Anne Redston


Practice Overview


Anne is an experienced tax specialist with a litigation and advisory practice. She has advised on a wide range of tax issues, including corporate tax, employment, pensions, environmental taxes, financial services, social security and indirect taxes and duties. She is a Visiting Professor of Tax Law at King’s College London and consultant editor of Tolley’s Yellow Tax Handbook (“the Yellow Book”). She is a judge of the First-tier Tax Tribunal (Social Entitlement Chamber) and also sits in the Tax Chamber. Before moving to the Bar, Anne was a partner at Ernst & Young, and head of the UK Financial Services Tax Practice. She is a Fellow of both the Institute of Chartered Accountants and the Chartered Institute of Taxation.



Specialist areas of practice

  • All areas of employment taxation and National Insurance, including employment status and IR35
  • Pensions
  • Construction Industry
  • HMRC penalties and powers
  • Residence and domicile
  • VAT
  • Customs and Excise Duties
  • National Minimum Wage
  • Tax Credits and Benefits



Selection of recent cases

Forde and McHugh Ltd v HM Revenue and Customs [2014] UKSC 14 - This was a test case about the meaning of “earnings” for National Insurance purposes. The appellant had contributed to a type of pension arrangement called a Funded Unapproved Retirement Benefits Scheme (“FURBS”) for its employee, Mr McHugh. HMRC argued that the money contributed to the FURBS was Mr McHugh’s earnings at the time the contribution was made to the FURBS, and thus subject to Class 1 National Insurance Contributions (“NICs”). The Appellant’s case was that NICs are payable on what the employee receives and at the time the contribution was made into the scheme, Mr McHugh had received nothing. His right to a payment in the future was contingent on a number of factors, including his survival until retirement. On 26 February 2014 the Supreme Court unanimously agreed with the arguments advanced on behalf of the Appellant and allowed the appeal.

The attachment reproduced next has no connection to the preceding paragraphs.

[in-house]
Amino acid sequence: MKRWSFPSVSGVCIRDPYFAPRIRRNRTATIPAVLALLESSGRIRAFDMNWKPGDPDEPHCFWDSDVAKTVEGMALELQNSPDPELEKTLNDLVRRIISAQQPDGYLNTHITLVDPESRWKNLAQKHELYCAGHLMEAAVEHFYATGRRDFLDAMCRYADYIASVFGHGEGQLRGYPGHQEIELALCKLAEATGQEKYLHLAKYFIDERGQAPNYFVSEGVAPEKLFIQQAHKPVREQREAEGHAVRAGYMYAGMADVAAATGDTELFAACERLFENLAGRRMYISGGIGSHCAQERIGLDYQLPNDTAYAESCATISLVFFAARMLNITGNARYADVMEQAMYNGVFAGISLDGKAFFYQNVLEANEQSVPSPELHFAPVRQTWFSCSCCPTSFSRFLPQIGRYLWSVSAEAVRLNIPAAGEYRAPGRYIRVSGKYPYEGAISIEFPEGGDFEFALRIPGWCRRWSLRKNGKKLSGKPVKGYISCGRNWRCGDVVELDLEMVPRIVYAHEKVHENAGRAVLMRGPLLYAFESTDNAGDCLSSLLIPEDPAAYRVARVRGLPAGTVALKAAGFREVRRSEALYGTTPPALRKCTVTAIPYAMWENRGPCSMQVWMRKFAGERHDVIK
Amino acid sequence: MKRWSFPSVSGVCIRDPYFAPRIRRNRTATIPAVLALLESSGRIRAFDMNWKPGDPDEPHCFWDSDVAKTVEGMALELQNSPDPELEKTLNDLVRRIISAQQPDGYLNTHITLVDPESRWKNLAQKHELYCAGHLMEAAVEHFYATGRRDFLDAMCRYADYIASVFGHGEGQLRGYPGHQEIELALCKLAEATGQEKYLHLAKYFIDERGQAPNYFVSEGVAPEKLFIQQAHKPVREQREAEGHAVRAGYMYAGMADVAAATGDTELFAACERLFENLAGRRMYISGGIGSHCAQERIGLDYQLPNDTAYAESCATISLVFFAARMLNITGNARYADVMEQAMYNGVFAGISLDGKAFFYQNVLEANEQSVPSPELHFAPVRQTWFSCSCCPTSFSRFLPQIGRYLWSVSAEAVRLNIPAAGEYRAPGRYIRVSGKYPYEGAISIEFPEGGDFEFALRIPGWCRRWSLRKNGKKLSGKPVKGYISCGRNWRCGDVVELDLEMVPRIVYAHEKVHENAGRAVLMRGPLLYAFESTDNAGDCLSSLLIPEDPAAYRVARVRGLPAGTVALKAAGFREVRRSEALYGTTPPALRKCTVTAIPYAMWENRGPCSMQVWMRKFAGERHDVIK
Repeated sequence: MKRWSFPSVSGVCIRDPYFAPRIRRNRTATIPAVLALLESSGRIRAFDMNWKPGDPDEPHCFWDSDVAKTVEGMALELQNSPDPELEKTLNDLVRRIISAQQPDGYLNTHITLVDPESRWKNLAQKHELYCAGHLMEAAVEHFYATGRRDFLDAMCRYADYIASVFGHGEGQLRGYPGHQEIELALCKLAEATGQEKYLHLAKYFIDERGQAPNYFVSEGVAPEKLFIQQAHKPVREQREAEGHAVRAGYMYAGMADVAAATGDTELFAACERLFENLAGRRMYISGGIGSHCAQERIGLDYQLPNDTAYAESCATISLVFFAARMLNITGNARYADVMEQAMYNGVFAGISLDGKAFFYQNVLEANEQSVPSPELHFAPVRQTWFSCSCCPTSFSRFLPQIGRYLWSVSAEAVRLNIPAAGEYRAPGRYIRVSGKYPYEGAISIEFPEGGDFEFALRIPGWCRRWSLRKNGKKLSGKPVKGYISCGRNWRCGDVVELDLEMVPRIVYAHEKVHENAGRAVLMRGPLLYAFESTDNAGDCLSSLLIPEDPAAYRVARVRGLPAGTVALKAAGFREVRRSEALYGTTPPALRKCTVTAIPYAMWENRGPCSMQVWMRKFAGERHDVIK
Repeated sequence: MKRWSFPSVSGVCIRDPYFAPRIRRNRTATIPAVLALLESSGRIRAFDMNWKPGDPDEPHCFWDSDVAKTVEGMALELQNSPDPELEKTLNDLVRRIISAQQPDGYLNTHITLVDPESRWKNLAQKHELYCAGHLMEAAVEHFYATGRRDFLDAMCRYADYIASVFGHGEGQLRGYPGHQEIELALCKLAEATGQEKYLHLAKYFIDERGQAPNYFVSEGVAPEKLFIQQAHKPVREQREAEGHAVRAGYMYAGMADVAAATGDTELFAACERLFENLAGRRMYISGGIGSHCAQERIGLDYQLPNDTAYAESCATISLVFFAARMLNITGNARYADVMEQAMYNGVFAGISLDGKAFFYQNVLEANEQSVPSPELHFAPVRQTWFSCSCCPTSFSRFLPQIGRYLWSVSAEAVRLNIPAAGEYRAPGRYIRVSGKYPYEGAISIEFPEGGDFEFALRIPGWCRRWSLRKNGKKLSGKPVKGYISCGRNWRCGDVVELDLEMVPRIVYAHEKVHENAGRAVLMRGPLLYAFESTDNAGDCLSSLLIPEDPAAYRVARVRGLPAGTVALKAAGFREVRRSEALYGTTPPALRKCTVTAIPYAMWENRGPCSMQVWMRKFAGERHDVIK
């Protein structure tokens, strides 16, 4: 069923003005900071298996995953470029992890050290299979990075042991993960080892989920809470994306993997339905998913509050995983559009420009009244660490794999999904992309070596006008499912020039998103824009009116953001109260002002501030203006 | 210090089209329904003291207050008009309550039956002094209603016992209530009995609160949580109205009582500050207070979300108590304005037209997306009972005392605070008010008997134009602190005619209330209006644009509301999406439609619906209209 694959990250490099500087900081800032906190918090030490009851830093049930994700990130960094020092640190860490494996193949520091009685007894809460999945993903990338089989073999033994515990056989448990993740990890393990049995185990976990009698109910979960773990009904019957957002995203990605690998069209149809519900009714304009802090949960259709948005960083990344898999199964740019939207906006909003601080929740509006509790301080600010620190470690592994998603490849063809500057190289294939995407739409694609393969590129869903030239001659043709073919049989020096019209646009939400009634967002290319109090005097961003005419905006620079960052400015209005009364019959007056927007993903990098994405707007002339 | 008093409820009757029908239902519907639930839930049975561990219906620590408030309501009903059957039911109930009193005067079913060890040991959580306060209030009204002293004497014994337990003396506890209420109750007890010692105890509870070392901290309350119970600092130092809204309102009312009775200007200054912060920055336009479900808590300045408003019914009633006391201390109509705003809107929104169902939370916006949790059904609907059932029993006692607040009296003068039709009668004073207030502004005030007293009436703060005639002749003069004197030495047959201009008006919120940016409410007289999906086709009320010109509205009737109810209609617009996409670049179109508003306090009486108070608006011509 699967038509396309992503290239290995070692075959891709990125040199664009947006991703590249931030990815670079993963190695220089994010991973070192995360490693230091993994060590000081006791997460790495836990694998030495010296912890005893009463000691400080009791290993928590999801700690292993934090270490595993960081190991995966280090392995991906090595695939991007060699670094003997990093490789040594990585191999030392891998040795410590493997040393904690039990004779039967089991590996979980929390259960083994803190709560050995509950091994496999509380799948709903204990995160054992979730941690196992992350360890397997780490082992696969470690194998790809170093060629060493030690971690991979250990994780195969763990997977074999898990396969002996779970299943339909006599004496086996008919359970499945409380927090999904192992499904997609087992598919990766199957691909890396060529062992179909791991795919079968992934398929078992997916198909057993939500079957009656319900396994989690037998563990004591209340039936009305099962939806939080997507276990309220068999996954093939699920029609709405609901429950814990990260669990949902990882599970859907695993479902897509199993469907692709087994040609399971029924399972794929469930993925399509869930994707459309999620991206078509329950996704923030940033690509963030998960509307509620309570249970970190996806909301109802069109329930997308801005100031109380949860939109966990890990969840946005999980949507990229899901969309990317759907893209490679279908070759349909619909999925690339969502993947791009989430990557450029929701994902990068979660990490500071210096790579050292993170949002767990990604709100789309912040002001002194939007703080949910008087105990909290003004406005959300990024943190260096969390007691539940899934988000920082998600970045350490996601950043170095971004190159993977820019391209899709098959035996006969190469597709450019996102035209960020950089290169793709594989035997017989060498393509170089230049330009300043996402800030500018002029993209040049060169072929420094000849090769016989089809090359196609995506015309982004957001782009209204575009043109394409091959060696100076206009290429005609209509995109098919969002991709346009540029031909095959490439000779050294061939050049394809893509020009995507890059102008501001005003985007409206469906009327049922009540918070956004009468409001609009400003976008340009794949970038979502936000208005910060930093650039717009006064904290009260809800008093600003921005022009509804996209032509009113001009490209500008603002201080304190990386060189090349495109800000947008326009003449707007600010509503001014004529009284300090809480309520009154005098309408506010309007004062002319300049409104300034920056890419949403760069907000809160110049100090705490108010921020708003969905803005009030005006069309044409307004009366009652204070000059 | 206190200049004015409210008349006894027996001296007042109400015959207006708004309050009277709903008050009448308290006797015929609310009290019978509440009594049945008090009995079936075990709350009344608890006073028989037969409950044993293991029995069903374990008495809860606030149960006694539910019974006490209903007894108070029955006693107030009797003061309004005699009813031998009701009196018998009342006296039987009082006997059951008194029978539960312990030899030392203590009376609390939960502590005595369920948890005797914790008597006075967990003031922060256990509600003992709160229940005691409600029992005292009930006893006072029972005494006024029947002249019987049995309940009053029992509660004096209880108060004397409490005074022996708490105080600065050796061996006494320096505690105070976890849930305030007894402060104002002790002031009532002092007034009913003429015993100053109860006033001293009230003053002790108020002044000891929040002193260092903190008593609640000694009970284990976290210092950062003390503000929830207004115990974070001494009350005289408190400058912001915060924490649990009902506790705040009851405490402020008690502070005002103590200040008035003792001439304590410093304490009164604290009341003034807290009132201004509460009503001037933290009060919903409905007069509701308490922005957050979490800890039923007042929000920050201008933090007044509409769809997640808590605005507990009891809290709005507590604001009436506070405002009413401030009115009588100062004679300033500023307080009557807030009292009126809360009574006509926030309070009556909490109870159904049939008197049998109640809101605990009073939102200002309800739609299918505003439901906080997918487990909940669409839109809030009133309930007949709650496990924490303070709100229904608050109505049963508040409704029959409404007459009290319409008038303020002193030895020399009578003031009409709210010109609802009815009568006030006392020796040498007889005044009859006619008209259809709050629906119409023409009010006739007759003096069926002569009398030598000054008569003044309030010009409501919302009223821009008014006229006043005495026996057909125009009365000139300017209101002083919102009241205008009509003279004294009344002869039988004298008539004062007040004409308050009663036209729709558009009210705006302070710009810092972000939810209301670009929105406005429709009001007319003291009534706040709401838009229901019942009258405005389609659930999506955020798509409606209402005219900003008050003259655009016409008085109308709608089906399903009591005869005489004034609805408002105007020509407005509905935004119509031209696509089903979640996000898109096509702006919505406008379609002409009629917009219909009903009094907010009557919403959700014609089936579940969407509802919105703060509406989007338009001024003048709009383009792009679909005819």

Roger Skinner Limited v R&C Commrs [2012] UKFTT 525(TC), representing the taxpayer company, led by Michael Conlon QC.  The case was a claim for VAT repayment based on whether the company’s products were standard rated or zero rated; the taxpayer won the case at the FTT; HMRC appealed to the UT and in May 2014 the taxpayer again succeeded,  see

Bishop and Others v R&C Commrs  – an appeal against mandatory online filing of VAT returns which considered a wide range of issues, including the human rights act in the context of age and disability and the jurisdiction of the FTT.  

The Tribunal found in favour of the first three appellants (represented by Anne), deciding that the relevant VAT regulations were a breach of their convention rights under A1P1 and A8 combined with A14. This was because their disproportionate application to persons who are computer illiterate because of their age, or who have a disability which makes using a computer accurately very difficult or painful, or those who live too remotely for a reliable internet connection. HMRC have decided not to appeal this decision.

Hema Tailor v R&C Commrs ­ [2013] UKFTT 199(TC) – a case about the meaning of “general offer” in the context of management buyouts, share schemes and PAYE, in which the taxpayer was successful.



· IR35 - Personal Service Companies published by CCH

· Simons’ Taxes: Divisions on Residence and Employment Related Securities

· Bramwell’s Taxation of Companies & Company reconstructions: Chapter on HMRC information and inspection powers

· Over 150 articles for professional and academic journals, including Taxation, Tax Journal, Tax Adviser, British Tax Review, Pensions World, Payroll Managers’ Review, and Tolley’s Practical NIC.


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Please note that there is a limitation of liability clause at Clause 10.

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Counsel will be unable to commence work on your matter until we have a response accepting the terms.


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